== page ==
A longtime Brookfield resident whose work often reflects social issues, Nielsen visited Vermont from Connecticut with his family -- wife Barbara and daughters Cora, Kristina and Ingrid -- 16 years ago, and never left. He collaborated with Budbill in adapting the writer's play, Judevine, into a full-length opera, A Fleeting Animal, and has worked with Bread and Puppet Theater, the Manchester Chamber Players, Sounding Joy! and the Vermont Symphony Orchestra.
“My first thought was to have a group of community choristers paired with a group of high-school instrumentalists,” Nielsen explains. “I thought it was also a really good way to get two groups together who would not ordinarily perform together, but resided within the same community.”
Musicians performing Like the Clouds will be directed by Randolph Union High School music director Josh Stumpff. Randolph Singers director Larry Hamberlin will conduct the vocal ensemble. “It's not often that I'm going to find an ensemble consisting of oboe, three saxophones, trumpet, trombone, viola, piano and drum set,” Nielsen says with a laugh.
Balancing her creative side with full-time duties as pastor of the United Church of Christ, Eddy has written more than 200 works that have been performed nationwide and abroad. Many mark festival occasions and celebrate particular lives and events.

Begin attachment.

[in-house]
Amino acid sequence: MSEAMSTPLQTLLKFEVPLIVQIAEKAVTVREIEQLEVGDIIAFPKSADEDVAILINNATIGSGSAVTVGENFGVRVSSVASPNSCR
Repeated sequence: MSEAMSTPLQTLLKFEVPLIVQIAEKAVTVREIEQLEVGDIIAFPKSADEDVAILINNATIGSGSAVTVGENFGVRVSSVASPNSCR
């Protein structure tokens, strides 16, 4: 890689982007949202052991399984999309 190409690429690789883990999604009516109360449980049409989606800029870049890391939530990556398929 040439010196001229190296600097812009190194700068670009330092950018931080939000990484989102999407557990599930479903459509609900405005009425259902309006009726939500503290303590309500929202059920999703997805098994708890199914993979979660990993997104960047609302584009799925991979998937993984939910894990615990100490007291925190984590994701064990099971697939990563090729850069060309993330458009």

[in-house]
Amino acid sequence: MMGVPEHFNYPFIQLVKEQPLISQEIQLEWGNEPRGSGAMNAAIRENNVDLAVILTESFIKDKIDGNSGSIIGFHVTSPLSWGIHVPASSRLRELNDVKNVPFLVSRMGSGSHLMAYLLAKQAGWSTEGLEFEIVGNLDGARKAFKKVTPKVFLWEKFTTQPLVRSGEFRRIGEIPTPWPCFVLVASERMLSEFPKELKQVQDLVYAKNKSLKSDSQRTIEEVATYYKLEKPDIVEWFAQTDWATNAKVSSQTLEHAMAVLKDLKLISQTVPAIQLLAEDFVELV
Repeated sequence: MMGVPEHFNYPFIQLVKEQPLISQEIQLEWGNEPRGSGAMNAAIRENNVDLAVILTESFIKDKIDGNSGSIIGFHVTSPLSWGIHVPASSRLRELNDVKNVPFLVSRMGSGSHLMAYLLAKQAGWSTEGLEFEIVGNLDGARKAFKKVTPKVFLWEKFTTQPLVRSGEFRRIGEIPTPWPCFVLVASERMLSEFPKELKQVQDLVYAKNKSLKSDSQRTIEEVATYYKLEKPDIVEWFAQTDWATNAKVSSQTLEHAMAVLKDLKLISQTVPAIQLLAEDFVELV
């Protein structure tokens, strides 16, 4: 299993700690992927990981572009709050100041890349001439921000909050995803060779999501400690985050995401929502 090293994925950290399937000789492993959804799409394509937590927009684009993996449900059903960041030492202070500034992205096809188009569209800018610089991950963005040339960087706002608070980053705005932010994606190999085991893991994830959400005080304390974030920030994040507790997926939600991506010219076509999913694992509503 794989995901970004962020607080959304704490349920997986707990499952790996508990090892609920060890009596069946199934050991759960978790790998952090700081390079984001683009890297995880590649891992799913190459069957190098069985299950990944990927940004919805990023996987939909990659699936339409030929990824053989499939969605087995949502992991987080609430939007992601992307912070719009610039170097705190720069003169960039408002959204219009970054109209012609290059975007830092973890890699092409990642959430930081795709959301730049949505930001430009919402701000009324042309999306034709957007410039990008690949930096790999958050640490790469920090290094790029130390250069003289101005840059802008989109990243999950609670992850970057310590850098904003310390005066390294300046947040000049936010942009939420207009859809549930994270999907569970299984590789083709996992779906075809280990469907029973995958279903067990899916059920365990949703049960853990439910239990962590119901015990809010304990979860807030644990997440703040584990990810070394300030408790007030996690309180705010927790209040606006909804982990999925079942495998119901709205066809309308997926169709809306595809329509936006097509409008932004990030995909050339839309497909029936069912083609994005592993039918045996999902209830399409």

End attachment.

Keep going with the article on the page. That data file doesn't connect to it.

“What a privilege to have the opportunity to compose a symphonic work!” she says. “This has been a keen intellectual challenge and a delight. I am so grateful to have had 27 years of composing in a community that supports local composers with such commitment, vigor and generosity.”
Eddy's three-movement Vermont Rhapsody invokes the beauty of Riford Brook in Braintree and of Mount Mansfield, and the memory of close friend Lou Crane, a “creative, jubilant, funny person” who died last summer.
“The opening is like that side of him: lots of brass and timpani,” she says. The second part, “very peaceful and still,” reminds Eddy of watching Crane cross Lake Dunmore on his sailboat at sunset.
Eddy has collaborated on many projects with her husband, photographer Robert Eddy. Their oldest son, Nathan, attends Yale; their son Isaac, 24, performs with the avant-garde ensemble The Blue Man Group.
All three composers credit Chandler Center for the Arts President Janet Watton and Rebecca McMeekin, the center's director of program and fund development, for launching the project that began with the commissioning of the pieces in November 2001.
“They don't just want to have a chamber music concert and then our Christmas sing-along,” Walker says. “That's not enough for these people.”
Nielsen marvels at the enormity of it all: “It wasn't just one piece by one composer; it was three pieces by three composers. That's three times the headache, three times the hassle and three times the logistical details to work out.”
In a sense, Nielsen observes, the June 1 premiere will bring the relationship between artist and audience full circle. “It gets us back to where composers were hundreds of years ago in European music, and still are today in many traditional cultures: where they're part and parcel of the community, and work within the community,” he says. “I would love to see it emulated everywhere.”